Just past 10 p.m. in Cairo, around 1,500 protesters gathered outside the walls of the heavily fortified U.S. embassy in Cairo, lustily shouting anti-American slogans and promising, as one chant went, to “bring America to the ground.” The sheer rage on display was somewhat curious, since half the protesters seemed to be busy explaining to the other half just what they were all so upset about. “So this was a film on that Youtube, right,” one older protester asked a younger one. “What’s in it?”
The younger man replied, “I saw it and I can’t even repeat to you what’s in it. It’s so horrible.”
The term “storming” — deployed in initial breathless media reports — is probably a little strong for what took place in Cairo. But in Benghazi, Libya‘s second city, Salafist extremists did indeed raid the U.S. consulate, attacking with heavy weaponry, including RPGs, and killing at least one American staffer and wounding others. According to the BBC, the building burned to the ground. The U.S. has issued a strong condemnation of the incident.
In Cairo, protesters scaled the wall surrounding the citadel-like embassy that sits just off of Tahrir Square in Cairo’s posh Garden City district. They made no move to enter or damage embassy buildings, but they did remove the American flag from a pole that stood just inside the embassy walls and replaced it with a black flag bearing the slogan “there is no God but God and Muhammad is his messenger.” That’s often described as the flag of Al Qaeda, but is really more of an all-purpose banner for militant Islamists of all stripes.
The spark that provoked this sudden spasm of rage appears to be a virtually unknown anti-Islamic video allegedly promoted by notorious Muslim-baiting American preacher Terry Jones. According to the Wall Street Journal and the Associated Press, the film was produced by a 52-year-old Israeli-American Islamophobe in Southern California named Sam Bacile. The Atlantic published a useful explainer on the film in question, along with several clips. One trailer shows a bearded, frenzied Muslim mob attacking an upstanding Christian doctor and his family. The film also depicts the Prophet Muhammad as a dimwitted and lecherous “bastard” and includes a borderline pornographic depiction of Muhammad’s courtship with his first wife Khadija. It is, to put it bluntly, deeply nasty and hopelessly amateur—resembling the class project of a particularly bigoted set of Sunday school students.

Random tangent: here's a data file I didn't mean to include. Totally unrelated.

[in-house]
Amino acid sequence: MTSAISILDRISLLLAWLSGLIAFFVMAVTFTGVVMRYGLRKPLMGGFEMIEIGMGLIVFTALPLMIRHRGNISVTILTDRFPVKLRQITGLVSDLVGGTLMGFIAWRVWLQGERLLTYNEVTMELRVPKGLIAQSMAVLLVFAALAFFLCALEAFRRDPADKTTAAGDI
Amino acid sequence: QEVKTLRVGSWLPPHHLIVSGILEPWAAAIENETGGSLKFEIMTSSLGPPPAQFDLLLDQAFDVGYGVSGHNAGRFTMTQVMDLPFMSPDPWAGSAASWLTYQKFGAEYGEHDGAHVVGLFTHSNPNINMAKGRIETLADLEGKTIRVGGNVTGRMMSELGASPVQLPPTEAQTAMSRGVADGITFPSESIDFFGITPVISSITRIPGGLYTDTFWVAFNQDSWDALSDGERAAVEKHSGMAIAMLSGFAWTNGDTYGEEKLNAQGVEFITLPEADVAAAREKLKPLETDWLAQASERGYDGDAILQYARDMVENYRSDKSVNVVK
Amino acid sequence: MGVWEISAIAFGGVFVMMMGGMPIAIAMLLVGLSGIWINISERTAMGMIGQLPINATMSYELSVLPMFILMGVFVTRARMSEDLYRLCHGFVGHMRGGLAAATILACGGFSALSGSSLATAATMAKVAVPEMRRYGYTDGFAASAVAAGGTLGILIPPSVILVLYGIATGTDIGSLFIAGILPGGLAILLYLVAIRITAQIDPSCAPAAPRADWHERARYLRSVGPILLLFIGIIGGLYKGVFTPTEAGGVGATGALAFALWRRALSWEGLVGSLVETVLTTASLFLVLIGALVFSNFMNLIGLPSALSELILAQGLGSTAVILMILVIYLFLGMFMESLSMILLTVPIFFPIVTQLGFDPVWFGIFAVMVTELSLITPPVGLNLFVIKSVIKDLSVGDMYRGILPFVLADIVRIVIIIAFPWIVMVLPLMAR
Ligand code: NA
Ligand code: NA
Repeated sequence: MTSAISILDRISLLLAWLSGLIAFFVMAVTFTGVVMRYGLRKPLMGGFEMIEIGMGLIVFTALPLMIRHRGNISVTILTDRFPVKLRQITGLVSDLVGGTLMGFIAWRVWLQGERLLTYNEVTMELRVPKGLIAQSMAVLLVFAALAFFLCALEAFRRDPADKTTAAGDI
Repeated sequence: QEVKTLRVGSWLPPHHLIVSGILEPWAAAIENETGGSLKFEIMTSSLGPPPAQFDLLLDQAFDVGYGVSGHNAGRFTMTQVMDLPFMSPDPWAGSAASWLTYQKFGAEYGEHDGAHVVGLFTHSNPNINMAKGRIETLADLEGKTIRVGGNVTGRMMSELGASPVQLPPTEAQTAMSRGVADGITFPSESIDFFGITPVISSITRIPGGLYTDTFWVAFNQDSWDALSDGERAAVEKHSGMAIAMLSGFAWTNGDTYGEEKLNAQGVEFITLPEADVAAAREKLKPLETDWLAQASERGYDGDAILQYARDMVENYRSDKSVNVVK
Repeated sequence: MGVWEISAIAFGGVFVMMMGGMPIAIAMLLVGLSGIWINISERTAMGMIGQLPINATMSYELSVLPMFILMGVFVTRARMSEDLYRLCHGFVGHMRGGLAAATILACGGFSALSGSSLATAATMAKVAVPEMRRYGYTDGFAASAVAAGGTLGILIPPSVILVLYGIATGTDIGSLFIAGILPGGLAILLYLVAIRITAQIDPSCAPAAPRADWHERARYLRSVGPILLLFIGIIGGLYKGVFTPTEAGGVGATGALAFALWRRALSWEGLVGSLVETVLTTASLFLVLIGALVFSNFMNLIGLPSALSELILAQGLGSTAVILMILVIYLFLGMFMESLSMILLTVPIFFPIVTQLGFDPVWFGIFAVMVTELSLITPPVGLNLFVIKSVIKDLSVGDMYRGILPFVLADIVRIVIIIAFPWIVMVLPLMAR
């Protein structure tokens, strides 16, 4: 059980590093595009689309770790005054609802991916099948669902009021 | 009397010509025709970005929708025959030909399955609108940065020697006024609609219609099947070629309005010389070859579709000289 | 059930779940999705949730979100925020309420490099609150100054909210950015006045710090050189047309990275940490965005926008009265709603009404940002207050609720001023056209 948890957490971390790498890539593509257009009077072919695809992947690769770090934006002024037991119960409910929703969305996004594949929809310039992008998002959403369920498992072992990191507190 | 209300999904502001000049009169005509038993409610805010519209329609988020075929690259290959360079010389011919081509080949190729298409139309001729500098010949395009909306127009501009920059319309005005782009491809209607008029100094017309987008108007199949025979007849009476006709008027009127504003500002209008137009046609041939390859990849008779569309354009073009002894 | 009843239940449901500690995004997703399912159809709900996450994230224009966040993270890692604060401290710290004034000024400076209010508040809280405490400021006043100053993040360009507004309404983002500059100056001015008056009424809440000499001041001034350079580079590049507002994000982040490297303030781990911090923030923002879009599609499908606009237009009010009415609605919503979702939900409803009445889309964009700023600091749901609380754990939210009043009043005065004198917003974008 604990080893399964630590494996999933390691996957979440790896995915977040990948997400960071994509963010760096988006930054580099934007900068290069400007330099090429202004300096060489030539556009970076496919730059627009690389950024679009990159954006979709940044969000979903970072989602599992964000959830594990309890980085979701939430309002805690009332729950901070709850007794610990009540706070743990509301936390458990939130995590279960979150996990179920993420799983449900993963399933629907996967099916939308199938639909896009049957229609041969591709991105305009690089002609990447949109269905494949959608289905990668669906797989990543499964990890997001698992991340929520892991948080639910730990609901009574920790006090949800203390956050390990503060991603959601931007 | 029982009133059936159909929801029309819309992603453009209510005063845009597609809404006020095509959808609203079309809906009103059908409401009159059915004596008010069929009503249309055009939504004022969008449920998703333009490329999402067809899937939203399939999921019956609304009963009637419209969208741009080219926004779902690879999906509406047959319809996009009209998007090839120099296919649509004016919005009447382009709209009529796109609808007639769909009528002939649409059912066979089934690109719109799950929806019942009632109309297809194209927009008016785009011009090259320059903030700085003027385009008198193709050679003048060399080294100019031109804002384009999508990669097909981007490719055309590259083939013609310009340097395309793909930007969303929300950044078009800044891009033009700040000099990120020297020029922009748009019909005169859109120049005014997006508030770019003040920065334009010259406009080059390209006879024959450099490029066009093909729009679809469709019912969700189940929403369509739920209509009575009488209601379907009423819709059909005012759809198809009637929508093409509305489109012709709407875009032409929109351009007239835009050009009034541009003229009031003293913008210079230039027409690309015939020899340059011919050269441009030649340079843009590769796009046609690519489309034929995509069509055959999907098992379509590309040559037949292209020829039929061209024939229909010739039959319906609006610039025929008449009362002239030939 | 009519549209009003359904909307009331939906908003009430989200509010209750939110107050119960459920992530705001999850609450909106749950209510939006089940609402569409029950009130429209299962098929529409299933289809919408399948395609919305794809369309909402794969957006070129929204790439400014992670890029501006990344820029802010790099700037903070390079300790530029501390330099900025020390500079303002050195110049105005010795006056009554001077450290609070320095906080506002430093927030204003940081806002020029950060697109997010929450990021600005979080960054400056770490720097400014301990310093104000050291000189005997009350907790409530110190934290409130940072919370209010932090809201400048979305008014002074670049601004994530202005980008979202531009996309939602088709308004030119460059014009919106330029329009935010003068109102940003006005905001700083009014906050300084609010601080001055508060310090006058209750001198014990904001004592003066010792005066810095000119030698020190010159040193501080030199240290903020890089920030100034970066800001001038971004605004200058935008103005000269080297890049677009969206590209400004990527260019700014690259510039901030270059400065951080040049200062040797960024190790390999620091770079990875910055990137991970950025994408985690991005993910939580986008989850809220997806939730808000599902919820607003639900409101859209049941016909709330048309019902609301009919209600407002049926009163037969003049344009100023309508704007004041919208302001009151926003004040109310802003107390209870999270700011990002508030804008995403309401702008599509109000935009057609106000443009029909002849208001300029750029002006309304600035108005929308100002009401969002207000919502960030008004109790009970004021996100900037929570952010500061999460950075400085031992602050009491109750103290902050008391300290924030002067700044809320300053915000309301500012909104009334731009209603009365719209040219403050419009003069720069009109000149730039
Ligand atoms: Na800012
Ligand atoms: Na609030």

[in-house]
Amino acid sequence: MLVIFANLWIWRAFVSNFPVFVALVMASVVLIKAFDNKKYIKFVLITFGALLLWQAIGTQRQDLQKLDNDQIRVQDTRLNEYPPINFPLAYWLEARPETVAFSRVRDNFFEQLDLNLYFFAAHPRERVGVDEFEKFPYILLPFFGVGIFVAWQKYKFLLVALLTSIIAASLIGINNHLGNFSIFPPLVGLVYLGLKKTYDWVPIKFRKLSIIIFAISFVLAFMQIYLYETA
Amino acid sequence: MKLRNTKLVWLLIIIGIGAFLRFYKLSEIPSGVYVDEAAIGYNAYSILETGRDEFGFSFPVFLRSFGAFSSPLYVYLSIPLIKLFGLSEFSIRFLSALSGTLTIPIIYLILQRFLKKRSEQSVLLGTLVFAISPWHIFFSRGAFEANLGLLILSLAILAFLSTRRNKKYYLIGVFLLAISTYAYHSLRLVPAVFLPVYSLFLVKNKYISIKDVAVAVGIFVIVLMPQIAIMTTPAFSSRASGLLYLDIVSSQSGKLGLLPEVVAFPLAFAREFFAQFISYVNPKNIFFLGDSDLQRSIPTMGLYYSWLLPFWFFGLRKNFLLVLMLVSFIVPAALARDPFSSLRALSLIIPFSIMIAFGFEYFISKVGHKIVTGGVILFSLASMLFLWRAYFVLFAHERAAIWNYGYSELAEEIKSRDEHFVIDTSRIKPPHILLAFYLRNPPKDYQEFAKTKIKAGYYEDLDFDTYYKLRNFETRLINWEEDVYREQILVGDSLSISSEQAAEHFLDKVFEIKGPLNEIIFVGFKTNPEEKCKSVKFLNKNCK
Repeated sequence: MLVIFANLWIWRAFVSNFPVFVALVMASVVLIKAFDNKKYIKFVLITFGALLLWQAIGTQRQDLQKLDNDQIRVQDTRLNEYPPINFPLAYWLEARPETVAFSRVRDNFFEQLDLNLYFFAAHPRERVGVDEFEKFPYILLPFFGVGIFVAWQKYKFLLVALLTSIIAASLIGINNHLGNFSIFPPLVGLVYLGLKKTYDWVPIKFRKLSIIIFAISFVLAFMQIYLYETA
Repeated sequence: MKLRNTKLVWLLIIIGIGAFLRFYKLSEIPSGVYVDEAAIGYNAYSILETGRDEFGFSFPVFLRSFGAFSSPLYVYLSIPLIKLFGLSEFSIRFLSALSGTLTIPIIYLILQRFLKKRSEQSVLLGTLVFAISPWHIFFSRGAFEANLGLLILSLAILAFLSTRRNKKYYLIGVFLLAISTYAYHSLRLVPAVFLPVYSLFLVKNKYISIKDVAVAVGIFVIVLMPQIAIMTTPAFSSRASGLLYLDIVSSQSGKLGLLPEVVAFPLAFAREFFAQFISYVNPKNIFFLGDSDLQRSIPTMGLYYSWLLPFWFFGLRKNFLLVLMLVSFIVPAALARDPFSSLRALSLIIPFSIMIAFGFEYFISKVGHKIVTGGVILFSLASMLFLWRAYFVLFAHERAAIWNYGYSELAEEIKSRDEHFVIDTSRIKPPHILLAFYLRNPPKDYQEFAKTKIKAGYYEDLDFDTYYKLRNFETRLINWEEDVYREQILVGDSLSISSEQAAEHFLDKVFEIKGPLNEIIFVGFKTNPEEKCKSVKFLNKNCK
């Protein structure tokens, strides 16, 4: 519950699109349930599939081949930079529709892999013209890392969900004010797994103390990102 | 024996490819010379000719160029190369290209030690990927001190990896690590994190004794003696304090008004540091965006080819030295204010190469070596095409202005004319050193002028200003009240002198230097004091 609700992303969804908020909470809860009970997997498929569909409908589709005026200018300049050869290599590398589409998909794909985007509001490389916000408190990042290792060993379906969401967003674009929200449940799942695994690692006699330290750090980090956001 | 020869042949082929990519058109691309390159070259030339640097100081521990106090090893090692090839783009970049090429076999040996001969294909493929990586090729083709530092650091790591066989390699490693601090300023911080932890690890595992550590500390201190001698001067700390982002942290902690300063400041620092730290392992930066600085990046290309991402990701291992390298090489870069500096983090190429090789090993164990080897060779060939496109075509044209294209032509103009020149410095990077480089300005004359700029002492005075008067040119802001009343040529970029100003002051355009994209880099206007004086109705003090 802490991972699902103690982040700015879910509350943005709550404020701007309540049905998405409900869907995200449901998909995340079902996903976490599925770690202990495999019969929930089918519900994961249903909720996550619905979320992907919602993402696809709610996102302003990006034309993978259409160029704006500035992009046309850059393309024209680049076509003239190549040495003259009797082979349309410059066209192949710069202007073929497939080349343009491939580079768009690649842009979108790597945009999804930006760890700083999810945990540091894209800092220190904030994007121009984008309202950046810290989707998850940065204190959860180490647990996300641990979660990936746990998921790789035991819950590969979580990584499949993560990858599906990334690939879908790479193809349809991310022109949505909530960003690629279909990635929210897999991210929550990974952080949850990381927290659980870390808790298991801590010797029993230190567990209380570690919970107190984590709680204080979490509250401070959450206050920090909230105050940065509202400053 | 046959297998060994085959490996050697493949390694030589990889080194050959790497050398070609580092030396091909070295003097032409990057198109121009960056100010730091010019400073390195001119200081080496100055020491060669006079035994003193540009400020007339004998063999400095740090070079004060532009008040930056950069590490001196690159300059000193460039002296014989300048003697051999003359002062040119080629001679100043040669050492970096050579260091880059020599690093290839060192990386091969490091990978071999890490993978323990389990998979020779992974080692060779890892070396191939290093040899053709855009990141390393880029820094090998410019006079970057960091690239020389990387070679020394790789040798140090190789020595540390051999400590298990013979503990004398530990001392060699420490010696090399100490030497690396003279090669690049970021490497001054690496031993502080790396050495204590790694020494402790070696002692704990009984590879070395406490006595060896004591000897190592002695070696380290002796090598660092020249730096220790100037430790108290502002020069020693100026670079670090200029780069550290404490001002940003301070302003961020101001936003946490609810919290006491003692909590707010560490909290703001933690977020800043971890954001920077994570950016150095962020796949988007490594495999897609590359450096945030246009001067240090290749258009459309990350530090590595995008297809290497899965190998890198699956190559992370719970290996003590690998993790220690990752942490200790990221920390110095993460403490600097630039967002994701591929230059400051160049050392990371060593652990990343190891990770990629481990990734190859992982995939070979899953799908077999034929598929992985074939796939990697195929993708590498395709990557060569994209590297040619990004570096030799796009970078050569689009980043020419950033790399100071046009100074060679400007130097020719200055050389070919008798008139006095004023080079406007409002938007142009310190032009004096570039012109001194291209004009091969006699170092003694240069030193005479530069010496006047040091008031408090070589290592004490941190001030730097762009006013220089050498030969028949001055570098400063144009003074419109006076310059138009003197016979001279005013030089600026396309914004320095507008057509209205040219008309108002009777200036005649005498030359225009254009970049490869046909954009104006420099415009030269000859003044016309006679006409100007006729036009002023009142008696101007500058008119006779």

Nevertheless, this video has gradually built momentum in Egypt, with an array of televised sheiks decrying it and vastly overstating its reach and importance. On this clip (in Arabic) an unidentified Muslim clergyman recounts the gory details of the video and alleges that the full film is set to be “broadcast on September 11.” The sheik goes on to rail against prominent Egyptian Christian activists abroad, implying that they were involved in the film’s production. “Since 2010, [Muslims] have been denigrated and attacked and nobody speaks up,” he concludes.